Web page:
Best Second Round Picks

1. Jae Crowder (#34), Dallas: Picked by Cleveland but sent to the Mavs as part of the Zeller trade, Crowder has all the makings of a Kidd-Gilchrist/Kenneth Faried/Kawhi Leonard role player with a relentless energy and a decent skill set.
2. Doron Lamb (#42), Milwaukee: Lamb has the best 3-point shot of all the SG’s, is the most prepared to be a mistake-free PG in a pinch, and his defense is above-average. Quite possibly the best SG in the entire draft.
3. Jeffery Taylor (#31), Charlotte: Taylor is a lock-down defender with great awareness and results as a spot-up shooter or weak-side finisher.
4. Mike Scott (#43), Atlanta: Scott is a high-motor, high-intangibles PF who makes the most of his scoring opportunities and bangs the boards.
5. Orlando Johnson (#36), Indiana: Drafted by Sacramento but sold to Indy, Johnson is a SG who can score in a variety of ways in the mid-range and long-range, and he’s a competent defender and rebounder.


Best Player Not Drafted

The best player whose name wasn’t called on Thursday night is certainly PG Scott Machado, possibly the second-best PG in the draft. Not only does he make great decisions with the ball as a true game manager, he’s an efficient and capable scorer who had a slew of big games against much bigger schools, leading tiny Iona to a few note-worthy upsets. The other guy worth mentioning here is New Mexico PF Drew Gordon, one of the nation’s most elite rebounders.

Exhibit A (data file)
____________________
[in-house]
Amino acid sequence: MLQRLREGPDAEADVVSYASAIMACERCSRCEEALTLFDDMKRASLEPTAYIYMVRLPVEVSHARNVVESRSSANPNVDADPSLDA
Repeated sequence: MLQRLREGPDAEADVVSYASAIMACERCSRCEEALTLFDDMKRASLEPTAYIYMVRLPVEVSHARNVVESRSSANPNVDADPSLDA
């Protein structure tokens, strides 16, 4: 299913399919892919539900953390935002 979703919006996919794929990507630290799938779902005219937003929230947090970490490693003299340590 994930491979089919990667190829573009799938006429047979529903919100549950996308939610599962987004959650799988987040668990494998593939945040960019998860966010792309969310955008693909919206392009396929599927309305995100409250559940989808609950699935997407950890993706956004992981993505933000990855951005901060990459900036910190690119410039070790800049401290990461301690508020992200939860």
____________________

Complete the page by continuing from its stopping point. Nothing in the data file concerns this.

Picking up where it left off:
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Reader Comments (2)

You clearly know very little about Meyers Leonard. Biggest man in the draft, one of the longest wingspans ever, great jumper, shot blocker, and defender, and a guy who improved about 200% between his frosh and soph years at Illinois, a school that has never been known for developing a big man. Portland is an absolute winner in this draft, but I guess you're just taking the opposite view to get hits.

June 29, 2012 | Unregistered CommenterRansom Stoddard

Portland desperately needs a strong, interior rebounder to put alongside their fade-away jump-shooter Aldridge. They definitely did not get that. Instead they got a C with questionable drive, whose team completely fell apart during the season (lost 12 of last 14), who was an underwhelming rebounder.

And if size/wingspan is so important to the Blazers, they already have Hasheem Thabeet.

June 29, 2012 | Unregistered CommenterZachariah Blott